What Are The First Symptoms Of Nickel Allergy & How Do You Test For It?

Nickel allergy is a form of allergic contact dermatitis in which the nickel acts as an allergic substance to which the body reacts in the same manner as that of an allergic reaction. Nickel is the most common substance responsible for allergic contact dermatitis among the metallic elements in the world. It is worn in the form of earrings, nose pin, ring, anklet, etc. and as other ornaments [1]. Sometimes few metals can have nickel coating upon them like a zipper, button, etc.

What Are The First Symptoms Of Nickel Allergy?

What Are The First Symptoms Of Nickel Allergy?

The symptoms of nickel allergy are similar to that of an allergic reaction by the body. It is commenced in a similar process because the mechanism is the same. The earliest or the first symptom to arrive is redness or erythema. All the signs of inflammation appear at the earliest which are described by Celsus as Rubor (redness), Calor (warm), dolor (pain) and Tumor (swelling). The area in contact with nickel becomes inflamed and the local dilation of vessels occurs leading to the increased blood supply to the area causing the redness. Eventually, there is the development of vesicles filled with exudate or papules which are extremely pruritic in nature. These papules are surrounded by the erythematous base. Burning sensation or itching are common symptoms experienced by the patient. This may increase in size and form blisters filled with fluid.

A severe form of presentation is seen as erythema multiforme. These are characterized by target lesions that have three different zones with circular appearance. These are more difficult to treat and have higher morbidity. These are caused due to a variety of reasons and are more difficult to diagnose because of generalized appearance. (1)

How Do You Test For Nickel Allergy?

For testing the allergic response to the nickel or any other element, a common test is done known as a patch test. In this test, the variety of antigens which are capable of initiating immune response are put on a membrane with different pits for different antigens or they can we put directly upon the skin of the individual. It is left for a few days and the response of the skin is noted on day 2, day 4 and day 7. Day 2 shows only a few heavy metals to elicit an allergic response. Day 4 shows a maximum number of allergic responses to metallic elements and other antigens and is the best reading for a patch test. Day 7 shows a few of antigen containing antibiotics and is usually less required. Nickel also shows the allergic reaction on the fourth day of the patch test.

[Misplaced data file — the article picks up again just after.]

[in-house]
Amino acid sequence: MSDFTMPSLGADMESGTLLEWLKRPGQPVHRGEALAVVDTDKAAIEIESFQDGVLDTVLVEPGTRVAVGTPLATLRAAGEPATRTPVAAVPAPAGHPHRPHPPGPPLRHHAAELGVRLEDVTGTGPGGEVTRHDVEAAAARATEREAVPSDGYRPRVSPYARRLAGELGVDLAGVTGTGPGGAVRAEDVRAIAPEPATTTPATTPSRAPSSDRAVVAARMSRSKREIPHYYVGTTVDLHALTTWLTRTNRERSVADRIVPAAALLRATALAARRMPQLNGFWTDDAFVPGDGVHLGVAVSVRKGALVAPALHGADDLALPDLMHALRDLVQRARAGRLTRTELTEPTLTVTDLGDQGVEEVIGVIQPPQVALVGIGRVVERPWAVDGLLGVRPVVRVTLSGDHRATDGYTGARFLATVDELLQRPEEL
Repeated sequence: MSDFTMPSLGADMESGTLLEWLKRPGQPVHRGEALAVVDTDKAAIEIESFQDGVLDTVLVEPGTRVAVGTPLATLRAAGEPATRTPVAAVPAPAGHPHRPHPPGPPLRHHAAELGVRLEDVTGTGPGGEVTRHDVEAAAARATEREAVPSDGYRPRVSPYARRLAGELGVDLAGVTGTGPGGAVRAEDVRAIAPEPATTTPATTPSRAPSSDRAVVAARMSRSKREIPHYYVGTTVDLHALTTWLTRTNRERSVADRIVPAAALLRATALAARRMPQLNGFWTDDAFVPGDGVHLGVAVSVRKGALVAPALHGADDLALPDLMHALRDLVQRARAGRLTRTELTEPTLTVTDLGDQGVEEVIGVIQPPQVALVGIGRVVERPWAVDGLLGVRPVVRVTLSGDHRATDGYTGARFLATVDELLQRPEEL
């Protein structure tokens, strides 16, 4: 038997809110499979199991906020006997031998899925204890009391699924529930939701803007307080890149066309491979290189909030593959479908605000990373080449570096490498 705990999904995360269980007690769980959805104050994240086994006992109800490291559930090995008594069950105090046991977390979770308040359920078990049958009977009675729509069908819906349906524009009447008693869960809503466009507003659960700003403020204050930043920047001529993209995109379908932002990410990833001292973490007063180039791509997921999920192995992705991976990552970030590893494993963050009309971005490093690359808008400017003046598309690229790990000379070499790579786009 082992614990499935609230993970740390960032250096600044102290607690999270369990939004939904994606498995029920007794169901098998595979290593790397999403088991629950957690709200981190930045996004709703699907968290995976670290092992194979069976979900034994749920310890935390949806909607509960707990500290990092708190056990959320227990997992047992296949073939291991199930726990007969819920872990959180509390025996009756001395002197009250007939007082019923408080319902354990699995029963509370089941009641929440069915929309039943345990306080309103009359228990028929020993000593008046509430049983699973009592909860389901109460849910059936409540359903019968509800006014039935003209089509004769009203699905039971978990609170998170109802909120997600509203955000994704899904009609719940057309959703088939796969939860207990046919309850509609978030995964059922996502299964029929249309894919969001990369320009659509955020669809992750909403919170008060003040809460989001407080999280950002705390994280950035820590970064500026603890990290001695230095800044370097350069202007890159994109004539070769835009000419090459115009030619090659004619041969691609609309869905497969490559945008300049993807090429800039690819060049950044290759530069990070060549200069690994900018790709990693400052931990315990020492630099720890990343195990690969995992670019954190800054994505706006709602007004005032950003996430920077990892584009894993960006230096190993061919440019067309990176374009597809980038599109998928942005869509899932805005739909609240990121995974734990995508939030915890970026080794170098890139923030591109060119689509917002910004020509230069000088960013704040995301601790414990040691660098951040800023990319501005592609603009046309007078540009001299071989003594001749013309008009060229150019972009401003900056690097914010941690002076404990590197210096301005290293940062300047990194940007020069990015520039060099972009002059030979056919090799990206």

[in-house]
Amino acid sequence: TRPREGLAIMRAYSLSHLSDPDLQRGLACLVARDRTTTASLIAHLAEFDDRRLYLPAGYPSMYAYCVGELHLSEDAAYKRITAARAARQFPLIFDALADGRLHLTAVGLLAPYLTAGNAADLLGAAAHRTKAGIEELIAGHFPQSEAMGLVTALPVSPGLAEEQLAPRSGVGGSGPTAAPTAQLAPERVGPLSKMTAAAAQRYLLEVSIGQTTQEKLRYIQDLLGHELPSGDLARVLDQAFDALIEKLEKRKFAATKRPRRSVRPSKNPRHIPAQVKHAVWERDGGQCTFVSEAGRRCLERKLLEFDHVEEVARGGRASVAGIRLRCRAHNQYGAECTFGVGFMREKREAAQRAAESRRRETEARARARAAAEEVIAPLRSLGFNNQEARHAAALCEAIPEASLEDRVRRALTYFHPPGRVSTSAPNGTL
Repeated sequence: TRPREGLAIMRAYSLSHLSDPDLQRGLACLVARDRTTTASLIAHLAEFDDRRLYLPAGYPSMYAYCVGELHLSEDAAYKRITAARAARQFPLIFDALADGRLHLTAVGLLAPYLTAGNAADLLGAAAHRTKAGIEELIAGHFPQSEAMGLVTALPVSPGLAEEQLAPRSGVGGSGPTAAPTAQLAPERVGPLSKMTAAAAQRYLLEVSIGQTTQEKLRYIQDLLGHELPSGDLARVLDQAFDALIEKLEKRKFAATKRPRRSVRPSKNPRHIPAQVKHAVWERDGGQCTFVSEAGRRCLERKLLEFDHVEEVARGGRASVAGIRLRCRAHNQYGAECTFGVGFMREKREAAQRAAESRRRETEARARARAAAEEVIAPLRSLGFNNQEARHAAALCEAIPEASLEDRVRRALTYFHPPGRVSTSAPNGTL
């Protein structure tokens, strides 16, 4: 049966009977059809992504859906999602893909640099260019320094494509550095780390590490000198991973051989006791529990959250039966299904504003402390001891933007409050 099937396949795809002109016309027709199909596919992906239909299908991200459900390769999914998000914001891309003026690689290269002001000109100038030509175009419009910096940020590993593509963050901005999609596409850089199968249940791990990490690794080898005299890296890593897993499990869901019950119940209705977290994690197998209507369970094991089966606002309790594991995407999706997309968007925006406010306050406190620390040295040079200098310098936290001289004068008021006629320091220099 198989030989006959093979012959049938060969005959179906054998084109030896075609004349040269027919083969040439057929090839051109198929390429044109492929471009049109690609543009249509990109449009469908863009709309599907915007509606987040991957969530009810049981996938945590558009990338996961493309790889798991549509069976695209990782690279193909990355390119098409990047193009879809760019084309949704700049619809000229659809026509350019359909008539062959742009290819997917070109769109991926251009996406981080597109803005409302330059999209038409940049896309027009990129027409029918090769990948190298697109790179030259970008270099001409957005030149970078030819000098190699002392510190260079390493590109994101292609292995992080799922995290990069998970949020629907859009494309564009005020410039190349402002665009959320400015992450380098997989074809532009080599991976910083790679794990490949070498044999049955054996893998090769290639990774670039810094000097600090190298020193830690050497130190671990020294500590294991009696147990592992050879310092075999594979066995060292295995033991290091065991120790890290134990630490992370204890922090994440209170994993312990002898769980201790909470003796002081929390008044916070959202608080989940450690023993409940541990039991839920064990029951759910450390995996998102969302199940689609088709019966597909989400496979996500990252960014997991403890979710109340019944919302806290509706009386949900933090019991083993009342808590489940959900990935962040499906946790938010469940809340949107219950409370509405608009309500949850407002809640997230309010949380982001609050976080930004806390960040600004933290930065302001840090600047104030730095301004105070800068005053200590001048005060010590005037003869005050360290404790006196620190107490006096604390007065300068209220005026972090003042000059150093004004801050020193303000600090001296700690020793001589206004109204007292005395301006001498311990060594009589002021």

For the quantitative measurement of nickel exposure and its sufficiency or insufficiency to cause the allergic response is measured by a test known as the dimethylglyoxime test. It can detect the amount of nickel exposure to the individual and can elucidate whether it is sufficient to cause an allergic reaction in the body or not. Sometimes the testing is not as conclusive as it should be and it comes as weakly positive. In those cases, a repeat open application test is done to elucidate more response for confirmation of the allergy to a particular substance like nickel. (1)


Allergy to nickel ornaments and nickel-coated products is the most common form of allergy to a metallic element in the world. The triple response of Lewis is seen as the first symptom like in any allergic reaction. It includes the formation of redness, flare, and wheal formation. It may develop into a papular rash or vesicle formation which can present as either in localized form or generalized form in severe conditions.

Patch testing is the most common and efficient method for testing and diagnosis of various allergic antigens including metallic elements. Nickel is also tested with the same and 4th-day reading is the best for its diagnosis. Quantitative measurement is also available for nickel exposure and in cases of insufficient evidence, a repeat test could be done.


  1. https://emedicine.medscape.com/article/1049216-overview?src=android&devicetype=android&osversion=9&appversion=6.2.1&src=medscapeapp-android&ref=share

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